In the Meat Packing District, the hard-to-find APT (419 W 13th St, between Ninth Ave and Washington St) spins funk, Hip Hop, and soul, courtesy of rotating disc jockeys. Cielo (18 Little W. 12th St, between Ninth Ave and Washington St) is a cozy, gorgeous dance spot, but at times it can be difficult to make your way past the velvet rope. If you'd rather not try, head to the more democratic and considerably cheaper Gas Light (400 W 14th St), which is a bar that's both friendly and hot.

Other bars of all shapes and sizes, atmospheres and clienteles, abound in the Big Apple. One of the oldest is the 1854 McSorley's Old Ale House (15 E. 7th St, between Second and Third Aves). Ale is the only beverage served and it comes in two glasses at a time, light or dark. At night, the customers can become extremely rowdy. A better time to come is midday, when a ploughman's lunch of bread and cheese is served.

Classic bars in Greenwich Village include Chumley's (86 Bedford St, near Barrow), an old speakeasy that has no sign but is easy to find. Mobil Two-Star Fanneli's (94 Prince St, at Mercer) in SoHo is an 1876 pub with beveled glass doors and tile floors. In Midtown, P.J. Clarke's (915 Third Ave, at 55th St), featured in the 1945 film "The Lost Weekend," is still going strong. Tucked away in Grand Central Station is the Campbell Apartment, an exquisite place, designed to resemble a 13th-century Florentine palazzo. Sports fans swear by the ESPN Zone (1472 Broadway).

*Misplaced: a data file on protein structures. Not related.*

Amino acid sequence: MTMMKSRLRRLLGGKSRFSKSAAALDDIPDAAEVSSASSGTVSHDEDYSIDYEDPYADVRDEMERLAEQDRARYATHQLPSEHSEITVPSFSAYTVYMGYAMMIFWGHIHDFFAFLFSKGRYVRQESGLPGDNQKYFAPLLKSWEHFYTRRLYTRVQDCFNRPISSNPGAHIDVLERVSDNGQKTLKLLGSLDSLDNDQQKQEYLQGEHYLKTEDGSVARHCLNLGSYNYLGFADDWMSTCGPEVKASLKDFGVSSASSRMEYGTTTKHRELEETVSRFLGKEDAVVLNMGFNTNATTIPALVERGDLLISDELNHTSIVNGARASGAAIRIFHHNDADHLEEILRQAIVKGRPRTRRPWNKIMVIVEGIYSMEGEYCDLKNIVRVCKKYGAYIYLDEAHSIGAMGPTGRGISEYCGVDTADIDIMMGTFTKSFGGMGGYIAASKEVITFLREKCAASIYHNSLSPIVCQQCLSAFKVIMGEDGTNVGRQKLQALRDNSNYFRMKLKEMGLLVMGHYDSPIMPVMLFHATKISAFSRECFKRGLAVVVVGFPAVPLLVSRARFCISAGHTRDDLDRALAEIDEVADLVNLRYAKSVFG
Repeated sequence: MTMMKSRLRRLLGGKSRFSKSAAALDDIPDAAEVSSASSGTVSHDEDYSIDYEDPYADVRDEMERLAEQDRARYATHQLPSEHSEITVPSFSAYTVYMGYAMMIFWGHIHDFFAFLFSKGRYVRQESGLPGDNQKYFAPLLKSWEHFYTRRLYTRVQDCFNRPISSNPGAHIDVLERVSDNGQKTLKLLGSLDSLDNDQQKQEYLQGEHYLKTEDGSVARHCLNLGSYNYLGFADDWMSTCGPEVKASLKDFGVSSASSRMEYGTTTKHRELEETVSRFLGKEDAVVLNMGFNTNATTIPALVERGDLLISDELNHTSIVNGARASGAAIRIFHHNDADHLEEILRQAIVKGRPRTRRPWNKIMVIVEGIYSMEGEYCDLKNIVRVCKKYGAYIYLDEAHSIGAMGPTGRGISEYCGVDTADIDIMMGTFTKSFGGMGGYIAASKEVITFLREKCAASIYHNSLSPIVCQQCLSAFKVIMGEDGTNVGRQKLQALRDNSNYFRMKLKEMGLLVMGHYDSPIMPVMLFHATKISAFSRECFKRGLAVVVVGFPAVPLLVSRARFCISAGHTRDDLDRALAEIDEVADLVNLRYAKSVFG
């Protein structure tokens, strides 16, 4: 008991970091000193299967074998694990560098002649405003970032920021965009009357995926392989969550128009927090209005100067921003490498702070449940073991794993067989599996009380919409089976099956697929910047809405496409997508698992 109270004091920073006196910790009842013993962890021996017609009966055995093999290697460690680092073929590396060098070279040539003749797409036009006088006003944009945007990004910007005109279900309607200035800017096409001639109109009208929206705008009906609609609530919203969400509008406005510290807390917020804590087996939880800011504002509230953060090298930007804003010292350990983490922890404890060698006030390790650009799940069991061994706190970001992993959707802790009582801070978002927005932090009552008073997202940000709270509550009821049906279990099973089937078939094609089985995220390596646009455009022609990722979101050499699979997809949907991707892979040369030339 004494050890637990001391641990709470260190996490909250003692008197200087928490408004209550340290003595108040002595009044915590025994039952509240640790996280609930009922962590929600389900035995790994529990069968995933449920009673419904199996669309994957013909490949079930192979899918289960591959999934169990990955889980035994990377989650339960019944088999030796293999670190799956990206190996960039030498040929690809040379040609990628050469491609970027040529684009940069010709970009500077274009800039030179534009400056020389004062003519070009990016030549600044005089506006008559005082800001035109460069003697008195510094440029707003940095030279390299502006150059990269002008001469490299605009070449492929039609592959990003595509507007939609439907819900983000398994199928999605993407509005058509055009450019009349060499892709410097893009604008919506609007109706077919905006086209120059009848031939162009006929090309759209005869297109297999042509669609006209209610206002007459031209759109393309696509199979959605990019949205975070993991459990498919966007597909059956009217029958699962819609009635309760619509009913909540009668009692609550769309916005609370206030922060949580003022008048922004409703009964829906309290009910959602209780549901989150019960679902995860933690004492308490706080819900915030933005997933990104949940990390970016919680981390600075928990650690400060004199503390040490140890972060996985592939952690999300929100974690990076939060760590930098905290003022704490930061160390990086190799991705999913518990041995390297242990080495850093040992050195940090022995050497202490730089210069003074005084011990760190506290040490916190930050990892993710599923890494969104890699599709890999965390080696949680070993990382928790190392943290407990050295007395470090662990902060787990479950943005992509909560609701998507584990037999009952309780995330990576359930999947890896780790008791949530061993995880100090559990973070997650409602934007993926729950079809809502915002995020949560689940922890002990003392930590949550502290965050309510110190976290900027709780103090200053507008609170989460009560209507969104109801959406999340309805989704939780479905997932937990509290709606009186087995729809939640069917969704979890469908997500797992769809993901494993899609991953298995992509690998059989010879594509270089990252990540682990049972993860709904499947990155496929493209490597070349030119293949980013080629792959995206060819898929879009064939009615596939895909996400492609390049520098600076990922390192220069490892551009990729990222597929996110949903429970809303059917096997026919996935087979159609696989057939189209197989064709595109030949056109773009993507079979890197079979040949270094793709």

Gotham's glitziest comedy club, booking big-name acts on a regular basis, is Caroline's (1626 Broadway, at 49th St). If you'd prefer something more offbeat, check out the Upright Citizens Brigade Theatre (307 W 26th St, near Eighth Ave), where less-traditional comedians are on seven nights a week.

The city's best entertainment listings can be found in Time Out New York, the Village Voice, and the New York Press.

With all the hustle and bustle in New York, you might think it's hard to kick back and relax while visiting the city. Fear not. With Central Park, the Bronx Zoo, and Coney Island -- just to name a few spots -- you'll find plenty of great places to take it easy while taking it all in. Go to the next page for our guide to relaxing and unwinding in New York.